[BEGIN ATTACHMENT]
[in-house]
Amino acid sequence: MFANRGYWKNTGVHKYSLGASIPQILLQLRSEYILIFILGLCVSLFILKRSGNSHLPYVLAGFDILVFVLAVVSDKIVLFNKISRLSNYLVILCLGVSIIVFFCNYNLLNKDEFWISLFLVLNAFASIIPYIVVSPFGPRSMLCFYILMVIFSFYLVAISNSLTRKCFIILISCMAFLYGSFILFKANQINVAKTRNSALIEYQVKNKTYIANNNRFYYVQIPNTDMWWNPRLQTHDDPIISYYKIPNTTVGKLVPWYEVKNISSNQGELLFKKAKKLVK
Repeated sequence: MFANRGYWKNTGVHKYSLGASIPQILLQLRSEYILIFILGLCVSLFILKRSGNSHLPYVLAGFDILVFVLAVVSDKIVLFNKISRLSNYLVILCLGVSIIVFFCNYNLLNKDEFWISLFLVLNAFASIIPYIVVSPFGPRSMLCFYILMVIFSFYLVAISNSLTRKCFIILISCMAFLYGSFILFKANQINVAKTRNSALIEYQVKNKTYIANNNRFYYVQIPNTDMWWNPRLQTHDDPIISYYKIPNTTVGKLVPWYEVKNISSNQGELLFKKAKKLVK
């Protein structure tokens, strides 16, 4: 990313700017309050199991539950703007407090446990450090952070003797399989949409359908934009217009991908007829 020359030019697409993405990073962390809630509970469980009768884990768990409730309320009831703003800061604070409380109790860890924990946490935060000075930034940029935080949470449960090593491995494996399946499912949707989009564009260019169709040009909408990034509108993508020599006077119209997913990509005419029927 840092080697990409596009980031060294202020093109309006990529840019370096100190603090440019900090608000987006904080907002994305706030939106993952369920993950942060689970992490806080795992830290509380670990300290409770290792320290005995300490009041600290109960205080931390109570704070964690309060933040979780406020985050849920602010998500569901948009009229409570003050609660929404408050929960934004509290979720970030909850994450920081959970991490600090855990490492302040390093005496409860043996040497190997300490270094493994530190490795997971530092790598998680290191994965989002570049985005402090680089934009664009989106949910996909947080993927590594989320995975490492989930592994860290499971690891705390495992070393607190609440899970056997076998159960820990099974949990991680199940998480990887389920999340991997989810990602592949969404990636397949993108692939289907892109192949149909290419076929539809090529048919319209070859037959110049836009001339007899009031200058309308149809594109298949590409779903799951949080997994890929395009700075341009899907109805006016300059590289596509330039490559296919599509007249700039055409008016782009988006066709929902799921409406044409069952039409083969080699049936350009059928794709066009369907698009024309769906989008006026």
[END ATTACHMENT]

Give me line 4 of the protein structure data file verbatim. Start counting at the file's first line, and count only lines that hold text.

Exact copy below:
């Protein structure tokens, strides 16, 4: 990313700017309050199991539950703007407090446990450090952070003797399989949409359908934009217009991908007829 020359030019697409993405990073962390809630509970469980009768884990768990409730309320009831703003800061604070409380109790860890924990946490935060000075930034940029935080949470449960090593491995494996399946499912949707989009564009260019169709040009909408990034509108993508020599006077119209997913990509005419029927 840092080697990409596009980031060294202020093109309006990529840019370096100190603090440019900090608000987006904080907002994305706030939106993952369920993950942060689970992490806080795992830290509380670990300290409770290792320290005995300490009041600290109960205080931390109570704070964690309060933040979780406020985050849920602010998500569901948009009229409570003050609660929404408050929960934004509290979720970030909850994450920081959970991490600090855990490492302040390093005496409860043996040497190997300490270094493994530190490795997971530092790598998680290191994965989002570049985005402090680089934009664009989106949910996909947080993927590594989320995975490492989930592994860290499971690891705390495992070393607190609440899970056997076998159960820990099974949990991680199940998480990887389920999340991997989810990602592949969404990636397949993108692939289907892109192949149909290419076929539809090529048919319209070859037959110049836009001339007899009031200058309308149809594109298949590409779903799951949080997994890929395009700075341009899907109805006016300059590289596509330039490559296919599509007249700039055409008016782009988006066709929902799921409406044409069952039409083969080699049936350009059928794709066009369907698009024309769906989008006026």